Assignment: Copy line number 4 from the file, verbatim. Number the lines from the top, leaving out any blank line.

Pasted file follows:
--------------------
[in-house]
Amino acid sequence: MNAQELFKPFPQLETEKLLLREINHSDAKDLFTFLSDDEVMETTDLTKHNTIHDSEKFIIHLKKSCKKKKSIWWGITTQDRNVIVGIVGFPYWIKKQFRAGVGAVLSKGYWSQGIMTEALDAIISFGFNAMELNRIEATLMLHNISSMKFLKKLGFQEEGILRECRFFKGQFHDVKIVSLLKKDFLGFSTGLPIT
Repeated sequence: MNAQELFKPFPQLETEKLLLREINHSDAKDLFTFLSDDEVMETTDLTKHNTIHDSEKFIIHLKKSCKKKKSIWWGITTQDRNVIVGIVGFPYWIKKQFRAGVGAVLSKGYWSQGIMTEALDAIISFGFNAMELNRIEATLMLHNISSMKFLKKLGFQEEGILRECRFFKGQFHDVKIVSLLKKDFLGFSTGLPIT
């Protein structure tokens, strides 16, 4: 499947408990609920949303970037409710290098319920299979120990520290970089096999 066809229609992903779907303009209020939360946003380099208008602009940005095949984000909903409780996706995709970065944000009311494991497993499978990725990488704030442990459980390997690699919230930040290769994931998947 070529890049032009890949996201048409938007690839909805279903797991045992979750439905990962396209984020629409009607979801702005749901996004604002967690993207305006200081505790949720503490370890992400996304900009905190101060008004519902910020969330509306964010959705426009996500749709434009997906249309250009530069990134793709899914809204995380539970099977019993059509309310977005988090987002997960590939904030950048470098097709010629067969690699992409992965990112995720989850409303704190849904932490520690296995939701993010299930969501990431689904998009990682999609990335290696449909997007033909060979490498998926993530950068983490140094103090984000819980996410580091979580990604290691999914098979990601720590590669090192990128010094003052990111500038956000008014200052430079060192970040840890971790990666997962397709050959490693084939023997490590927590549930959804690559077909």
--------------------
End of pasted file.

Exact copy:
């Protein structure tokens, strides 16, 4: 499947408990609920949303970037409710290098319920299979120990520290970089096999 066809229609992903779907303009209020939360946003380099208008602009940005095949984000909903409780996706995709970065944000009311494991497993499978990725990488704030442990459980390997690699919230930040290769994931998947 070529890049032009890949996201048409938007690839909805279903797991045992979750439905990962396209984020629409009607979801702005749901996004604002967690993207305006200081505790949720503490370890992400996304900009905190101060008004519902910020969330509306964010959705426009996500749709434009997906249309250009530069990134793709899914809204995380539970099977019993059509309310977005988090987002997960590939904030950048470098097709010629067969690699992409992965990112995720989850409303704190849904932490520690296995939701993010299930969501990431689904998009990682999609990335290696449909997007033909060979490498998926993530950068983490140094103090984000819980996410580091979580990604290691999914098979990601720590590669090192990128010094003052990111500038956000008014200052430079060192970040840890971790990666997962397709050959490693084939023997490590927590549930959804690559077909």